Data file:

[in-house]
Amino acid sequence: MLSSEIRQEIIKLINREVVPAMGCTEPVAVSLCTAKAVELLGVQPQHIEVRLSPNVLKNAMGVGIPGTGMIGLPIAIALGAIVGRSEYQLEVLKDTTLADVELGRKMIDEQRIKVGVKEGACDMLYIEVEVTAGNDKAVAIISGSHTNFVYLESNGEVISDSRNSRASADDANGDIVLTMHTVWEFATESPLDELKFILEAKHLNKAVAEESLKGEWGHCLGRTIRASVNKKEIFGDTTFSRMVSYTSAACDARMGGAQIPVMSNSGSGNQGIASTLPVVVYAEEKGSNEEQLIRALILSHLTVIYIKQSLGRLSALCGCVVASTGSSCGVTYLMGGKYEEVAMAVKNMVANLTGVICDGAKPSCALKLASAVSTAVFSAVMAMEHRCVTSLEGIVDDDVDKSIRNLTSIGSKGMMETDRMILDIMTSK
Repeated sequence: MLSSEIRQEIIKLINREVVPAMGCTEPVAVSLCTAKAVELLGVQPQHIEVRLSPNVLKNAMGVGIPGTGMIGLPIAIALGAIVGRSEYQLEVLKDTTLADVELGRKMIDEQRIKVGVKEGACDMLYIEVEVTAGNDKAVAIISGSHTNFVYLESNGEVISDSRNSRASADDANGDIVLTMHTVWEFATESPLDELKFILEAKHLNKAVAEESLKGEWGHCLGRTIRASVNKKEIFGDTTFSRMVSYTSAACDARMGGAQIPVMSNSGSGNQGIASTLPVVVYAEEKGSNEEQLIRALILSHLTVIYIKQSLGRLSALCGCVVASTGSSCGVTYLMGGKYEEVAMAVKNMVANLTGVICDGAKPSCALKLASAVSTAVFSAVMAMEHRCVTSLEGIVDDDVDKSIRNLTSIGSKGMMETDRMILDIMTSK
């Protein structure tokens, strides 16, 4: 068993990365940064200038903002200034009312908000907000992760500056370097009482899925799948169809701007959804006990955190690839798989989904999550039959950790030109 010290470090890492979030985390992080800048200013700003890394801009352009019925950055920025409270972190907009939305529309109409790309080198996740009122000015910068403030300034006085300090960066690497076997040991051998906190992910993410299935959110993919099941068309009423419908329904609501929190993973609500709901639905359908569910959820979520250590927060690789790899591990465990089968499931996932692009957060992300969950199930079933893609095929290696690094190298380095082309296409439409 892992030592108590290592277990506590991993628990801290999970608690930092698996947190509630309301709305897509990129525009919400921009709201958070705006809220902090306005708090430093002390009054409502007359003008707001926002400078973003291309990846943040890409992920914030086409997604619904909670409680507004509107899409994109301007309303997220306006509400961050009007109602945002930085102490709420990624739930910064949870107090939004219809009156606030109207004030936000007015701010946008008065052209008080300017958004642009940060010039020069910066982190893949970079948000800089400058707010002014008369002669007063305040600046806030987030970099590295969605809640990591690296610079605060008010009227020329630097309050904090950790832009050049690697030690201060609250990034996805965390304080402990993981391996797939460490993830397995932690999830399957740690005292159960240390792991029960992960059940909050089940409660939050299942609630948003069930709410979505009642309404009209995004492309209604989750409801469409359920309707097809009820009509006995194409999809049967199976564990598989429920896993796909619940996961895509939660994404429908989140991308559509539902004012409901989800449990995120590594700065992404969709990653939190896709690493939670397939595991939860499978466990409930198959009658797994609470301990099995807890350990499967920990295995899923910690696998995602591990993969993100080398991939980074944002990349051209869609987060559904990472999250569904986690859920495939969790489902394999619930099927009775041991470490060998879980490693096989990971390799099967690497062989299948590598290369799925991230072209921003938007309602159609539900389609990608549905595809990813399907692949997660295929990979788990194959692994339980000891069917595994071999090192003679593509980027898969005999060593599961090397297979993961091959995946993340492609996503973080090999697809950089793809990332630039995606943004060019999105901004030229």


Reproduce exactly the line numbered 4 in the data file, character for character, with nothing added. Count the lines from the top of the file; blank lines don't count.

């Protein structure tokens, strides 16, 4: 068993990365940064200038903002200034009312908000907000992760500056370097009482899925799948169809701007959804006990955190690839798989989904999550039959950790030109 010290470090890492979030985390992080800048200013700003890394801009352009019925950055920025409270972190907009939305529309109409790309080198996740009122000015910068403030300034006085300090960066690497076997040991051998906190992910993410299935959110993919099941068309009423419908329904609501929190993973609500709901639905359908569910959820979520250590927060690789790899591990465990089968499931996932692009957060992300969950199930079933893609095929290696690094190298380095082309296409439409 892992030592108590290592277990506590991993628990801290999970608690930092698996947190509630309301709305897509990129525009919400921009709201958070705006809220902090306005708090430093002390009054409502007359003008707001926002400078973003291309990846943040890409992920914030086409997604619904909670409680507004509107899409994109301007309303997220306006509400961050009007109602945002930085102490709420990624739930910064949870107090939004219809009156606030109207004030936000007015701010946008008065052209008080300017958004642009940060010039020069910066982190893949970079948000800089400058707010002014008369002669007063305040600046806030987030970099590295969605809640990591690296610079605060008010009227020329630097309050904090950790832009050049690697030690201060609250990034996805965390304080402990993981391996797939460490993830397995932690999830399957740690005292159960240390792991029960992960059940909050089940409660939050299942609630948003069930709410979505009642309404009209995004492309209604989750409801469409359920309707097809009820009509006995194409999809049967199976564990598989429920896993796909619940996961895509939660994404429908989140991308559509539902004012409901989800449990995120590594700065992404969709990653939190896709690493939670397939595991939860499978466990409930198959009658797994609470301990099995807890350990499967920990295995899923910690696998995602591990993969993100080398991939980074944002990349051209869609987060559904990472999250569904986690859920495939969790489902394999619930099927009775041991470490060998879980490693096989990971390799099967690497062989299948590598290369799925991230072209921003938007309602159609539900389609990608549905595809990813399907692949997660295929990979788990194959692994339980000891069917595994071999090192003679593509980027898969005999060593599961090397297979993961091959995946993340492609996503973080090999697809950089793809990332630039995606943004060019999105901004030229």